“Rabbit Hole” premieres Sunday, March 26, 2023
By Judy Shields
Pasadena, California (The Hollywood Times) 03/20/2023 – The Langham Huntington, Pasadena, California January 9, 2023
The Hollywood Times had the opportunity to interview Showrunners/Executive Producers John Requa and Glenn Ficarra. Enjoy the interview:
Watch the Trailer:
For all those Jack Bauer fans, this is the show for you and anyone who loves Kiefer Sutherland. You will have to rewind your streaming to watch some of it again to make sure what just happened on your television screen did in fact happen! So many twist and turns, which will make you wonder about our financial system. The story has many turns and that amazing writing team of John Requa and Glenn Ficarra (This is Us) takes us through the main characters life as it pertains to what is happening. Great casting too, the cast really bring their characters to life. You don’t want to miss this new thriller series. It’s so cool that you have to wait until the next week to catch the next episode! The way to enjoy a show. The theme song for the show will have you downloading it as a ringtone! Judy Shields, The Hollywood Times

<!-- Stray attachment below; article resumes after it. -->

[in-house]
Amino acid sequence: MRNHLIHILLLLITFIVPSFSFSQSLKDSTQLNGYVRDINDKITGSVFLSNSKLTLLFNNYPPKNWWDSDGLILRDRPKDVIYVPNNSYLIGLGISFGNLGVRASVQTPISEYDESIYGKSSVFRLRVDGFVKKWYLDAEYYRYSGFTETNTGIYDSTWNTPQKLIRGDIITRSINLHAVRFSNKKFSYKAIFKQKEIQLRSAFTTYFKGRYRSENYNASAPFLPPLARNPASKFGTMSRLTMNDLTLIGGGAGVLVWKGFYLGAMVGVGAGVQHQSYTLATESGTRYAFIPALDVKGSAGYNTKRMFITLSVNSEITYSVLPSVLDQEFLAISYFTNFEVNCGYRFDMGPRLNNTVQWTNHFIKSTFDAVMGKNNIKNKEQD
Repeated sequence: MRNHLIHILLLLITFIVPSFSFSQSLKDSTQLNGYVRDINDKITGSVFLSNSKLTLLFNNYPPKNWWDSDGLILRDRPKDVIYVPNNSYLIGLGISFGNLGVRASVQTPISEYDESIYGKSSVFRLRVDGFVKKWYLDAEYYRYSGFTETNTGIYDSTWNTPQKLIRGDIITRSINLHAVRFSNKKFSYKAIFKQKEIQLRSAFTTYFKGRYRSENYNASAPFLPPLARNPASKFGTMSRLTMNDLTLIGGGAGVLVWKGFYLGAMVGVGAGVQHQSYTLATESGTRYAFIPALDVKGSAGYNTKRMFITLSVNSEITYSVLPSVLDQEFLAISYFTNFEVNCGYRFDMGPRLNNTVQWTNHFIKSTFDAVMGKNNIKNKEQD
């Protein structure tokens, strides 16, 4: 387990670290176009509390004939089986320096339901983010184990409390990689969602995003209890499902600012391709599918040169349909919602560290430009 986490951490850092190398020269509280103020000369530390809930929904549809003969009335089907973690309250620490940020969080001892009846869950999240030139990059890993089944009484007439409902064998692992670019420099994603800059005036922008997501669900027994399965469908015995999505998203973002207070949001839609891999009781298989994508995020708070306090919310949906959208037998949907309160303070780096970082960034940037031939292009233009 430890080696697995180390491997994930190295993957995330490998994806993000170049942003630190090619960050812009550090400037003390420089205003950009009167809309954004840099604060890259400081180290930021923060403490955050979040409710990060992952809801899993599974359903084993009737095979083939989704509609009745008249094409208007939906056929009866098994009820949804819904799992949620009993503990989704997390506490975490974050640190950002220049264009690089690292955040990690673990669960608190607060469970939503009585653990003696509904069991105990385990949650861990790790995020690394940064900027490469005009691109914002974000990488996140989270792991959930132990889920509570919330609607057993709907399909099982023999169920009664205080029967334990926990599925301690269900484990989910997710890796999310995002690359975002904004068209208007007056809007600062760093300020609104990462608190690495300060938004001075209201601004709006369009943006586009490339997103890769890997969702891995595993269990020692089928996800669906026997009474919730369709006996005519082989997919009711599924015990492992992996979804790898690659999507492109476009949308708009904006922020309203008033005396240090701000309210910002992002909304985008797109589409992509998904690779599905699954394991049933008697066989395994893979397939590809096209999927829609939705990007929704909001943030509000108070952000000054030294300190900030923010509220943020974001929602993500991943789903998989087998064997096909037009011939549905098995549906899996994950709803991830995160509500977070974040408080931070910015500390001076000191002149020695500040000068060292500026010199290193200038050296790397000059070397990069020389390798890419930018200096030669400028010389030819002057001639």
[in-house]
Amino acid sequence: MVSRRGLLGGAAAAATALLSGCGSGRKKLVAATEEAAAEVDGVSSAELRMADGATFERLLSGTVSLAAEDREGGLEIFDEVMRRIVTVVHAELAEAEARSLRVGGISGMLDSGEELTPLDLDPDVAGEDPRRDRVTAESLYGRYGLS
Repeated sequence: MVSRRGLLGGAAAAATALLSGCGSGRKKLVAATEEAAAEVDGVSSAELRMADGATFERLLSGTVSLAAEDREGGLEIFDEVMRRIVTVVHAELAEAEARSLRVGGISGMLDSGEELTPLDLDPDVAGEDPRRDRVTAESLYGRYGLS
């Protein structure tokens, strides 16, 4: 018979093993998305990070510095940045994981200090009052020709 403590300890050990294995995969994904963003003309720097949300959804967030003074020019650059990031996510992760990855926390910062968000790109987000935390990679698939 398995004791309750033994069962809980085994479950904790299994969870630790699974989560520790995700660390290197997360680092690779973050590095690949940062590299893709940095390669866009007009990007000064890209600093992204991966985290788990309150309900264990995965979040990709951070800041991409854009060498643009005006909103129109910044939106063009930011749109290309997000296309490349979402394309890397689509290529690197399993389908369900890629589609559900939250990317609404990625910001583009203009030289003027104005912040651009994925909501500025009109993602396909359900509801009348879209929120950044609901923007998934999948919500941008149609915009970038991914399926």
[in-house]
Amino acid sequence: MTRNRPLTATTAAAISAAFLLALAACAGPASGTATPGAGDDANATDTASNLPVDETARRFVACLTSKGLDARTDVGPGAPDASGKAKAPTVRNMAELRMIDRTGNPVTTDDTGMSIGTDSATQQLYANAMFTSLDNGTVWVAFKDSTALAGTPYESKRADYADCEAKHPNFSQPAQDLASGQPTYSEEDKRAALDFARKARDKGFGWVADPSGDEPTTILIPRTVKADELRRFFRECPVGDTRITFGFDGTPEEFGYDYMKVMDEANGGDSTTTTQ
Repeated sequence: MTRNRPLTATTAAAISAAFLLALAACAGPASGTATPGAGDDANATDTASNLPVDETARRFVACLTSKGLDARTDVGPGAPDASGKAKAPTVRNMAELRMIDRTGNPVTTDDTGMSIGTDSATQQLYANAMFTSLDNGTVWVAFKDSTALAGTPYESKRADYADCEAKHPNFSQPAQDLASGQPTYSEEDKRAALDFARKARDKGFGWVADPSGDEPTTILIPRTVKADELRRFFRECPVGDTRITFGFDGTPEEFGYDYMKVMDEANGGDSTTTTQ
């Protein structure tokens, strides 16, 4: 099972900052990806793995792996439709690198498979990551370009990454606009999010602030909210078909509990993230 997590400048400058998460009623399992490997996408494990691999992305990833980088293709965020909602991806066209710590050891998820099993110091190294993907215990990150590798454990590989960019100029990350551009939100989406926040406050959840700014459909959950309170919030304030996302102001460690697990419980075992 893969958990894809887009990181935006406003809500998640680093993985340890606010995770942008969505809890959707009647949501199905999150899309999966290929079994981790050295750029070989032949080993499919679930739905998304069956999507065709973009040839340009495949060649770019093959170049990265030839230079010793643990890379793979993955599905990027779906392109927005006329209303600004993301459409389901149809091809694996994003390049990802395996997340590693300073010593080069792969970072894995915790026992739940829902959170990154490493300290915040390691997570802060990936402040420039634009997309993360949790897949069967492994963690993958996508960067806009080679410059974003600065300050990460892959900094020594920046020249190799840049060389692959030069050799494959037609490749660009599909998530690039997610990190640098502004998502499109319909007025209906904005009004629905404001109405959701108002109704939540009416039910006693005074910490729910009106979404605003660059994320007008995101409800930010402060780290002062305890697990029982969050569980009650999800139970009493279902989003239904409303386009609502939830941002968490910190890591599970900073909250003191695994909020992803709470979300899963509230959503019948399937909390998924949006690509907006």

The first panel for the Paramount + Winter 2023 TCA Press Tour was for “Rabbit Hole.” The panel included, Kiefer Sutherland, “John Weir”, Meta Golding, “Hailey Winton”, Enid Graham, “Josephine ‘Jo’ Madi”, and Rob Yang, “Edward Homm” and
John Requa and Glenn Ficarra, Showrunners/Executive Producers.
Morgan Seal, with Paramount+ Communications started off with a thank you to all the press for joining them for the Television Critics Association presentation. He said is was especially great to see us all there in person. He then introduced the first panel “Rabbit Hole” and welcomed the series co-showrunners Glenn Ficarra and John Requa. Then introduced the series star and executive producer, Kiefer Sutherland and three other series stars, Meta Golding, Enid Graham and Rob Yang.
Showrunners/Executive Producer Glenn Ficarra said hello to everyone.